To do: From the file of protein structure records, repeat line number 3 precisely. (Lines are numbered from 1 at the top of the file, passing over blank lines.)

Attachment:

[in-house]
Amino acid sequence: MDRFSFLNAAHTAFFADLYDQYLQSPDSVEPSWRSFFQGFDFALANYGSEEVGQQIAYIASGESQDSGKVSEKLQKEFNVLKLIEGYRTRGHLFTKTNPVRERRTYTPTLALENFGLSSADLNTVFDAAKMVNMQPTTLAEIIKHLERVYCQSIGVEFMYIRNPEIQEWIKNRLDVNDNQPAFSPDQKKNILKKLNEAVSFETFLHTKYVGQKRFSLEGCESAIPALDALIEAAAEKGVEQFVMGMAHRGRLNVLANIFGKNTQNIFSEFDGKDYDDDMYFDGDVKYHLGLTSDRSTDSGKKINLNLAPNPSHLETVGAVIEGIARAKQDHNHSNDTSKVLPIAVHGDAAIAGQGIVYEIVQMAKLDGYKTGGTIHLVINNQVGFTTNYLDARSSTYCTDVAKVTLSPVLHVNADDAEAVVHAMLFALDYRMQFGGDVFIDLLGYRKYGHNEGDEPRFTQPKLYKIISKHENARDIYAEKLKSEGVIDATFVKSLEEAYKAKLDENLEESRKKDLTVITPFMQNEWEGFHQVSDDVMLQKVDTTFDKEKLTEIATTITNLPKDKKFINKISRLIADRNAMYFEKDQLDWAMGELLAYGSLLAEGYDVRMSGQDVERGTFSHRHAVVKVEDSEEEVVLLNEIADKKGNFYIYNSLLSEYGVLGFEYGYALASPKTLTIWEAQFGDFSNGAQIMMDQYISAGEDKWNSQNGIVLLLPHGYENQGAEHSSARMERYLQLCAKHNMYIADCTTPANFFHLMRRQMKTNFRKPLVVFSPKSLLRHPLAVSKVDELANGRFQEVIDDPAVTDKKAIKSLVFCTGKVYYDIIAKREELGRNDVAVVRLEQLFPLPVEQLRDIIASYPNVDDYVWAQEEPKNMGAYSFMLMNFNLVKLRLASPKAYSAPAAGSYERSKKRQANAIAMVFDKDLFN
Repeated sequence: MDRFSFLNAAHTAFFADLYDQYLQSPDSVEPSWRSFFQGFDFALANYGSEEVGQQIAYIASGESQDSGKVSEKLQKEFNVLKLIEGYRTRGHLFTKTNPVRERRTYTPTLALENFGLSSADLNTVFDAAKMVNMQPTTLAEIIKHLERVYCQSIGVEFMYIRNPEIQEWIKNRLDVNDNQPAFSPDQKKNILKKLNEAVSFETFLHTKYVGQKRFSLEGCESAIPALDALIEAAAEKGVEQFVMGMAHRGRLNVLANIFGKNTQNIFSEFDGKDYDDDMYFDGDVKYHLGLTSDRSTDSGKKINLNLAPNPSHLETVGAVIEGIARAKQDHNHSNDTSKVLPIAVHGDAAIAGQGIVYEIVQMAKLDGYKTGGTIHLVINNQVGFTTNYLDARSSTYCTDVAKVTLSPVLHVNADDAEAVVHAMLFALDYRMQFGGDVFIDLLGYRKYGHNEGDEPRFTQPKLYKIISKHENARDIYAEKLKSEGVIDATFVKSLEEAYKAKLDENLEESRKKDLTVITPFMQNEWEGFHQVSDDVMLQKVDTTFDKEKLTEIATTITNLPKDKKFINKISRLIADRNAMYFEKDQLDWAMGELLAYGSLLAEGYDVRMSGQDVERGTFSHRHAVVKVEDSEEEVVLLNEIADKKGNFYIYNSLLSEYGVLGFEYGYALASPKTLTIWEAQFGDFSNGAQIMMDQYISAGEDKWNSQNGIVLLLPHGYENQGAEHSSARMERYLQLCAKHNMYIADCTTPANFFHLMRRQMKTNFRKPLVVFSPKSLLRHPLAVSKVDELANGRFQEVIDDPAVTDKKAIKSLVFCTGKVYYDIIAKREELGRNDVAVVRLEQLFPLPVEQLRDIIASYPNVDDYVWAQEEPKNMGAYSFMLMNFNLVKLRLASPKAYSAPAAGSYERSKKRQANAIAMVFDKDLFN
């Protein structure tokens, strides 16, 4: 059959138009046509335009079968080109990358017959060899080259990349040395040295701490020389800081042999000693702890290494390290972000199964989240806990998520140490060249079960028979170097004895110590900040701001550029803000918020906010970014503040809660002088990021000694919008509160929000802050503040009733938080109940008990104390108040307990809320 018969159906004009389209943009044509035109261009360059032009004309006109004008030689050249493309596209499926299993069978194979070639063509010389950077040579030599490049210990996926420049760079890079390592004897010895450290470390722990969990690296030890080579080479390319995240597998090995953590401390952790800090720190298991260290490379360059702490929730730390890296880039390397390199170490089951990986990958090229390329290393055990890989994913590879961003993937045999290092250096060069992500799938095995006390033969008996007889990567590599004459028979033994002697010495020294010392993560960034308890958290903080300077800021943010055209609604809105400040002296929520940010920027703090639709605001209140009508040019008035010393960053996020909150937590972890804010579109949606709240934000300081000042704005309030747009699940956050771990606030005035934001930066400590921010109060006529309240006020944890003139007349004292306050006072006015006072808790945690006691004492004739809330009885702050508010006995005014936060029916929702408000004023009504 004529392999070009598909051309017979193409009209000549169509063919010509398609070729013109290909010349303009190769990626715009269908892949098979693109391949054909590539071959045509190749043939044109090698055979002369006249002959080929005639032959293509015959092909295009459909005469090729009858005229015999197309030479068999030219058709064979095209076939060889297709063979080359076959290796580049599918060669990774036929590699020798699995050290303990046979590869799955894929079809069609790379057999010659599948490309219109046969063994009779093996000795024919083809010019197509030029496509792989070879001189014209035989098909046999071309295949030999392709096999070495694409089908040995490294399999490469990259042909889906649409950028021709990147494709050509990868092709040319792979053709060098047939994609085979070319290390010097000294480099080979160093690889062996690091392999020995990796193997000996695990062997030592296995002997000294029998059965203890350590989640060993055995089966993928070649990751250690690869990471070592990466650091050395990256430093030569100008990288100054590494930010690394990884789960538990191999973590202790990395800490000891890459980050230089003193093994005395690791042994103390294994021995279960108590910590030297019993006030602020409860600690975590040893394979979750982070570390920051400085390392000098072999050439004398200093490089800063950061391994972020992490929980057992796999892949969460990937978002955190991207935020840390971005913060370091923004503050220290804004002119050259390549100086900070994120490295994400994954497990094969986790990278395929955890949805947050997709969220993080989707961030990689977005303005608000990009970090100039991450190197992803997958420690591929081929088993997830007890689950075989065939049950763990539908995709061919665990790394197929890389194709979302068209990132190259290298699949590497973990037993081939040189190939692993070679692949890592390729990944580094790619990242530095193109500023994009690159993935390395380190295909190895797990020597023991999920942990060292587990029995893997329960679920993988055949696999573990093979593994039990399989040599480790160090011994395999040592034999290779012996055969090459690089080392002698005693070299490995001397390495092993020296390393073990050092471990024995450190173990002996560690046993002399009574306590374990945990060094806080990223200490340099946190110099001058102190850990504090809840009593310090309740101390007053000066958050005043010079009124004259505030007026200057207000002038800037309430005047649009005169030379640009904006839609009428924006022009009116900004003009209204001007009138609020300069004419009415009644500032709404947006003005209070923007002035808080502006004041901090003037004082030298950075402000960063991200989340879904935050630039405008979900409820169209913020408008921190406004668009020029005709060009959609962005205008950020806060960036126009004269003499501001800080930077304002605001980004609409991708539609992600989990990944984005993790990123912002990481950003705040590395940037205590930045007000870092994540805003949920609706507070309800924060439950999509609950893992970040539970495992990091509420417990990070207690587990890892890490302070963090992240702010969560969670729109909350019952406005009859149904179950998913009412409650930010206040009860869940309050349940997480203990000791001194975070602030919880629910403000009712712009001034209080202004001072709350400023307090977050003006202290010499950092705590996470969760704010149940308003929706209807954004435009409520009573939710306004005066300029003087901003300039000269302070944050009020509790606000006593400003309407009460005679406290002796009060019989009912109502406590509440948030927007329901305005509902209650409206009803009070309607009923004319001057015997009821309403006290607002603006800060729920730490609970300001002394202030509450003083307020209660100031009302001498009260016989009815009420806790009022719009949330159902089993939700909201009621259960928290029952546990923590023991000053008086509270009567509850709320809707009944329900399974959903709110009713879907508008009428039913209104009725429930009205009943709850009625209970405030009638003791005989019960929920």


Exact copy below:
Repeated sequence: MDRFSFLNAAHTAFFADLYDQYLQSPDSVEPSWRSFFQGFDFALANYGSEEVGQQIAYIASGESQDSGKVSEKLQKEFNVLKLIEGYRTRGHLFTKTNPVRERRTYTPTLALENFGLSSADLNTVFDAAKMVNMQPTTLAEIIKHLERVYCQSIGVEFMYIRNPEIQEWIKNRLDVNDNQPAFSPDQKKNILKKLNEAVSFETFLHTKYVGQKRFSLEGCESAIPALDALIEAAAEKGVEQFVMGMAHRGRLNVLANIFGKNTQNIFSEFDGKDYDDDMYFDGDVKYHLGLTSDRSTDSGKKINLNLAPNPSHLETVGAVIEGIARAKQDHNHSNDTSKVLPIAVHGDAAIAGQGIVYEIVQMAKLDGYKTGGTIHLVINNQVGFTTNYLDARSSTYCTDVAKVTLSPVLHVNADDAEAVVHAMLFALDYRMQFGGDVFIDLLGYRKYGHNEGDEPRFTQPKLYKIISKHENARDIYAEKLKSEGVIDATFVKSLEEAYKAKLDENLEESRKKDLTVITPFMQNEWEGFHQVSDDVMLQKVDTTFDKEKLTEIATTITNLPKDKKFINKISRLIADRNAMYFEKDQLDWAMGELLAYGSLLAEGYDVRMSGQDVERGTFSHRHAVVKVEDSEEEVVLLNEIADKKGNFYIYNSLLSEYGVLGFEYGYALASPKTLTIWEAQFGDFSNGAQIMMDQYISAGEDKWNSQNGIVLLLPHGYENQGAEHSSARMERYLQLCAKHNMYIADCTTPANFFHLMRRQMKTNFRKPLVVFSPKSLLRHPLAVSKVDELANGRFQEVIDDPAVTDKKAIKSLVFCTGKVYYDIIAKREELGRNDVAVVRLEQLFPLPVEQLRDIIASYPNVDDYVWAQEEPKNMGAYSFMLMNFNLVKLRLASPKAYSAPAAGSYERSKKRQANAIAMVFDKDLFN